Duck Duck Book

65 – home-made
05.31.2010, 7:07 pm
Filed under: technology

Home-made : contemporary Russian folk artifacts / [compiled by] Vladimir Arkhipov.
London : Fuel Publishing, 2006.
[MCL call number: 621.9 H765 2006; one copy, no holds]

Everyone makes things, even people who don’t think of themselves as practical or creative or skilled.  It’s natural for us human tool-builders to force the material of the world around us to give service in aid of whatever project we are engaged in.  Sometimes we do this in style, and then we’re likely to call it art.  But mostly, we just make do with manipulating whatever is lying around to do the job we need done now, whether or not the resulting tool or shortcut is sharp or elegant or lovely.  And when objects themselves are scarce, why then we really get busy making do.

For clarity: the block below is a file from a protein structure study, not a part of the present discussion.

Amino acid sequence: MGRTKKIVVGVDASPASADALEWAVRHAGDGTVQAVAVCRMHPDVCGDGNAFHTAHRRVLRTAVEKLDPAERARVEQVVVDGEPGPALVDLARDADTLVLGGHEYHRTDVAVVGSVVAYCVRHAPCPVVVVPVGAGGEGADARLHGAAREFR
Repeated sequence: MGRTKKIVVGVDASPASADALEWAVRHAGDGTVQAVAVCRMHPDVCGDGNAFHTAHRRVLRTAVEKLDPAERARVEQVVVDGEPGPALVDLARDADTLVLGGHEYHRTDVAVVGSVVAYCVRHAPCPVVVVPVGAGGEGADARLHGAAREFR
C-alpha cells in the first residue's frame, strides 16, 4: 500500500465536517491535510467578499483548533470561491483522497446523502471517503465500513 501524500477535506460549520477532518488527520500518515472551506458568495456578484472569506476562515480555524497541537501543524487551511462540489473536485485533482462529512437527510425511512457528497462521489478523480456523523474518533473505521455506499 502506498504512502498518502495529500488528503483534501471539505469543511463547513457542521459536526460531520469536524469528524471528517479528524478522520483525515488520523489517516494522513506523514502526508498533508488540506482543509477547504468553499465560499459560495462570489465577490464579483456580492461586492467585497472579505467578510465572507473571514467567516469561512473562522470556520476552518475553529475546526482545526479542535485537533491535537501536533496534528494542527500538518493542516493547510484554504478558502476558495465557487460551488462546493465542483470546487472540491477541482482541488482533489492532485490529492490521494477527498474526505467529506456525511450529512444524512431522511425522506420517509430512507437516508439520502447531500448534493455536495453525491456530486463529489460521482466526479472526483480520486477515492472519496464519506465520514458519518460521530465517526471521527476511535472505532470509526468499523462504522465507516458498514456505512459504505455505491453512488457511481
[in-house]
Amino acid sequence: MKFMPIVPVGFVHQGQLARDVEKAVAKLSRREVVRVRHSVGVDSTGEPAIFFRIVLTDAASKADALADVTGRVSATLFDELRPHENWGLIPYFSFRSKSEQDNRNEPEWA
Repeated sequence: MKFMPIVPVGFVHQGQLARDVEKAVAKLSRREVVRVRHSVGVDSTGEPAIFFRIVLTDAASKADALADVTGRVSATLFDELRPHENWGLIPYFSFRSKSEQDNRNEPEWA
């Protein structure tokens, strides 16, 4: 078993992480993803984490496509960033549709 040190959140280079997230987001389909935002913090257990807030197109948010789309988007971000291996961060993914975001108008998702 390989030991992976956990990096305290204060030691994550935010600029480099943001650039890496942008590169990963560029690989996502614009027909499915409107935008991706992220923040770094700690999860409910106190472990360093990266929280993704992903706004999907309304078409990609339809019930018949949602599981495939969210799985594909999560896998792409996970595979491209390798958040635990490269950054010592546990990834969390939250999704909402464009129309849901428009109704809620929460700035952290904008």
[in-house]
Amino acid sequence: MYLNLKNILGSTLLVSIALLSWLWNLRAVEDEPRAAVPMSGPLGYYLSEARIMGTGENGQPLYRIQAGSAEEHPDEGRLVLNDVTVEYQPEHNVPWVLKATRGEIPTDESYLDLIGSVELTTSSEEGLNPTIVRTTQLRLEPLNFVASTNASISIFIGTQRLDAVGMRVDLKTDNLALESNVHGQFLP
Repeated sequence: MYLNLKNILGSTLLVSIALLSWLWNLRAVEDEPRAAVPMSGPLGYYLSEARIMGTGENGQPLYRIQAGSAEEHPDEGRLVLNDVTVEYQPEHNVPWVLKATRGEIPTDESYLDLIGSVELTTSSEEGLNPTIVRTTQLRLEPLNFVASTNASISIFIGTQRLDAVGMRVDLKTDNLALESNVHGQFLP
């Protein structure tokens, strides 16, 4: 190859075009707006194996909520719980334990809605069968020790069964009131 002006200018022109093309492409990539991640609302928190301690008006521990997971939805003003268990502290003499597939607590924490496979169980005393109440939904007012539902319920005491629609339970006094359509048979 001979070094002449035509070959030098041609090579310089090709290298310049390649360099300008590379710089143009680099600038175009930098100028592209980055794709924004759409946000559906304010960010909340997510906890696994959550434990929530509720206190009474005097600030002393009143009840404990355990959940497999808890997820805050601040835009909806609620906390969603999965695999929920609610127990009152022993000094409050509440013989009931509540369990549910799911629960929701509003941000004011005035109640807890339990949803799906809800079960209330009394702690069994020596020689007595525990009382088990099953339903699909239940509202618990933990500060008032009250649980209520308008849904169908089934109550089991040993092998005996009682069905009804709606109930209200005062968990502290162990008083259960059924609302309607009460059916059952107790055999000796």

Home-Made is a catalog of objects making do, created by everyday Russians during the twilight of the Soviet Union.  I can’t begin to characterize the entire collection, but I’ll mention a few items that charmed me:

  • a flowered china teapot, its broken handle replaced with a utilitarian stainless steel affair held on with a bolt (page 82)
  • a doormat/boot scraper made from discarded beer caps (page 24)
  • a corner basin made from a galvanized wash tub (page 272)
  • a basket with a handle, fashioned from a punctured rubber ball (page 219)

Each object’s photograph is accompanied by the story of how it came to be made, and a picture of the artisan, or of the person who explained the artifact’s provenance.  All of the items are part of Russian artist Vladimir Arkhipov’s collection of home-made things.

[thanks, Matthew]


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